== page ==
Readership activity map for J-PEER displaying the journal’s international use.

Open access can help debunk “false” information. People in their everyday life communicate through social media and share with each other information found on the Internet. Often challenging false information can be a problem when access to “real,” academic work is only available to scholars. With open access, anyone can freely and easily disseminate their work.

Open access is a defense against phishing journals. The funding structures of journals that charge authors per page, and the pressures of the tenure and promotion process, have created a vacuum resulting in myriad phishing journals. The recent increase of fake journals is especially confusing for new scholars and graduate students, who are under great pressure to publish their research. Open access is a defense against such exploitation.

For some, a journal that is freely and openly available to the public may generate concern for quality and respect. Yet it is a journal’s review process and the editorial board that matters the most. For us, the choice between an open access vs. a traditional journal was easy. Open access is the future of a democratized readership of research.


Purdue University College of Education Associate Dean for Research, Graduate Programs, and Faculty Development and Professor and Barbara I. Cook Chair of Literacy and Language Wayne Wright has been selected as the recipient of 2019 Leadership in Open Access Award from Purdue University Libraries and School of Information Studies and the Office of the Provost.

Purdue University College of Education Associate Dean for Research, Graduate Programs, and Faculty Development and Professor and Barbara I. Cook Chair of Literacy and Language Wayne Wright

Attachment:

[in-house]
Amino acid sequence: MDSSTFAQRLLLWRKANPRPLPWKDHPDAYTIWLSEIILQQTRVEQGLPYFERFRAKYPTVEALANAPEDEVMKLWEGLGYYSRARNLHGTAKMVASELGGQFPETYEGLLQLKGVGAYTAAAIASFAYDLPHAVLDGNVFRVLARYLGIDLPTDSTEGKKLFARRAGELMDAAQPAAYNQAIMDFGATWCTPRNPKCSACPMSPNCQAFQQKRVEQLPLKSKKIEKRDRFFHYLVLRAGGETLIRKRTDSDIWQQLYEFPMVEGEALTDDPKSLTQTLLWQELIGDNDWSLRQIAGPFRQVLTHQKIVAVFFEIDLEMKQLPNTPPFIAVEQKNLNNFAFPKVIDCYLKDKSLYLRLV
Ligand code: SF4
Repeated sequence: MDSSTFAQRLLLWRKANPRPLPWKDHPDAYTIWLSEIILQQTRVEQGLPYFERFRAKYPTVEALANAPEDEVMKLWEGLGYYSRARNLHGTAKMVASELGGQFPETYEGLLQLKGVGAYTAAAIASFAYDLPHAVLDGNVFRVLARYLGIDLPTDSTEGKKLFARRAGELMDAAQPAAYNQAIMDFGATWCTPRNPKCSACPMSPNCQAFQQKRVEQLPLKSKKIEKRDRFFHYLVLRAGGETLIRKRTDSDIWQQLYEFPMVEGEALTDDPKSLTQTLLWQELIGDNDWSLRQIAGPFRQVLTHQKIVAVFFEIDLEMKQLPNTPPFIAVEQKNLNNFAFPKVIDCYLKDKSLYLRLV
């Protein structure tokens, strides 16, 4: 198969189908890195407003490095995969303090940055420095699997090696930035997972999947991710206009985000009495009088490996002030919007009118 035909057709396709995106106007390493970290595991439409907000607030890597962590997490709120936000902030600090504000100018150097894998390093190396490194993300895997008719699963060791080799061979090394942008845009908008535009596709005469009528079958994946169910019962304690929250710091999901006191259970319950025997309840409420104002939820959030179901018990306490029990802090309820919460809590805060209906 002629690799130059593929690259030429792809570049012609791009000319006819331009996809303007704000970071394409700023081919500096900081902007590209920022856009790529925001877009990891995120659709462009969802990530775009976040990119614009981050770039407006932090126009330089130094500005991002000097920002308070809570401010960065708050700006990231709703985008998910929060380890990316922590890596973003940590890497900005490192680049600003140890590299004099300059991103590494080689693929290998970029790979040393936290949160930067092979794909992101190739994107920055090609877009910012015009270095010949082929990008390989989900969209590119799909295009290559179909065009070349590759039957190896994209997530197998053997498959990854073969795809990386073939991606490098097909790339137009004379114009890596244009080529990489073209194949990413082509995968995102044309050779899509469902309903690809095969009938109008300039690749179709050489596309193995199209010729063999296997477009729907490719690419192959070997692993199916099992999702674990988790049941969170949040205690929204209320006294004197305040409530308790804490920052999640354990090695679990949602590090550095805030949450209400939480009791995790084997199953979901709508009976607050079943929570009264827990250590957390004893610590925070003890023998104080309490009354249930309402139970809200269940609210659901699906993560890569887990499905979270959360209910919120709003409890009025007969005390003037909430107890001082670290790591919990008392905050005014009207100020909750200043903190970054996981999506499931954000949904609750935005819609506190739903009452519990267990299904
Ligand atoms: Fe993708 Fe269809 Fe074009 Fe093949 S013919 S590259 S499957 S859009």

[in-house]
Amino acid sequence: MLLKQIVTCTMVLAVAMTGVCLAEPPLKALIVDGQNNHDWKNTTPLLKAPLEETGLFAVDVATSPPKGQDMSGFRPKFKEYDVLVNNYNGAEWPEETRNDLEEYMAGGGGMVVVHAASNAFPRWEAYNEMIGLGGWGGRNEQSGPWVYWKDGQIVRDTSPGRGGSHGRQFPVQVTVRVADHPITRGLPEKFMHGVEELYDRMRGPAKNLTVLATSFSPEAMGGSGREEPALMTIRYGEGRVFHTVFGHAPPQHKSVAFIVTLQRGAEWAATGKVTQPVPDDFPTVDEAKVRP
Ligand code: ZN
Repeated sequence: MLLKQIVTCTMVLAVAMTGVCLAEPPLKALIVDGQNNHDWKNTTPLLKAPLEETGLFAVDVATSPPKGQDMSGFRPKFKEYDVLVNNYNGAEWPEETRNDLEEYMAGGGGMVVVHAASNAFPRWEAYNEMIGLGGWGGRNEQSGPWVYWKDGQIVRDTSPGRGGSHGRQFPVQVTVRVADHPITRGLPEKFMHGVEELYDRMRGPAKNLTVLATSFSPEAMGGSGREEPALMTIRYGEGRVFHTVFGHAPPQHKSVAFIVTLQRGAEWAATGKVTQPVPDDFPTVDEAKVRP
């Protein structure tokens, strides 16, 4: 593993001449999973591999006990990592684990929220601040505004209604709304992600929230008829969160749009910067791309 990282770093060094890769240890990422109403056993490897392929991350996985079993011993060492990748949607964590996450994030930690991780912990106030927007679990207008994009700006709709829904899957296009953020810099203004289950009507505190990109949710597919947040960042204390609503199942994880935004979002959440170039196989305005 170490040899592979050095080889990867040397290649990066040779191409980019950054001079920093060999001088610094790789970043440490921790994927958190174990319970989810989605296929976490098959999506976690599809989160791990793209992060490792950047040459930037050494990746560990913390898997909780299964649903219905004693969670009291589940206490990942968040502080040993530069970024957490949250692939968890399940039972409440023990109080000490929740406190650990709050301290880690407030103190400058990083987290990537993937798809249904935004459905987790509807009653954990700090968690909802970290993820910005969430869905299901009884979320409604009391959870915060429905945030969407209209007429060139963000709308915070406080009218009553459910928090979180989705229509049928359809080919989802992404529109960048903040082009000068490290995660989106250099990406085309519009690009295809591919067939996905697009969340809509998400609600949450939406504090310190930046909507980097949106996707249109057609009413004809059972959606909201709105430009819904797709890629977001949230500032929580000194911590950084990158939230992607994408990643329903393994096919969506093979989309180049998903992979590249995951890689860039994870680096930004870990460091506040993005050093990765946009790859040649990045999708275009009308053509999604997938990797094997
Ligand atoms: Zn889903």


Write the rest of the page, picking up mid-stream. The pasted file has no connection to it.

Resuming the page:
Wayne Wright, Purdue University College of Education Associate Dean for Research, Graduate Programs, and Faculty Development and Professor and Barbara I. Cook Chair of Literacy and Language

This week (Oct. 21-27) academic institutions and libraries across the globe are celebrating the benefits of Open Access for research and scholarship during the 12th annual International Open Access Week commemoration.

According to Dean of Libraries and School of Information Studies and Esther Ellis Norton Professor of Library Science Beth McNeil, Wright was chosen this year for his exceptional advocacy for Open Access (OA) at Purdue and beyond. Currently, Wright serves as the editor-in-chief of the Journal of Southeast Asian American Education and Advancement, an OA publication.

“Wayne also actively promotes Open Access by sharing open access news and events with his faculty and provides engaging learning opportunities for Purdue’s emerging scholars,” McNeil said.

In 2018, Wright collaborated with faculty in the College of Education and in Purdue Libraries and School of Information Studies to help organize a workshop on trending OA topics for graduate students.

“This workshop brought together faculty, graduate students, and librarians, generating rich, cross-disciplinary discussions that continued beyond the workshop,” McNeil added.

Wright noted he’s grateful for Purdue’s commitment and the OA resources provided by Purdue Libraries and School of Information Studies Scholarly Publishing Services to facilitate open access.

“It is a great honor to receive this award,” he explained. “Open Access research is premised on the idea that most research is produced by public universities; thus, the research should be freely accessible to the public.”

Information about other 2019 Open Access Week activities at Purdue is available at http://blogs.lib.purdue.edu/news/2019/09/26/oa-week19/.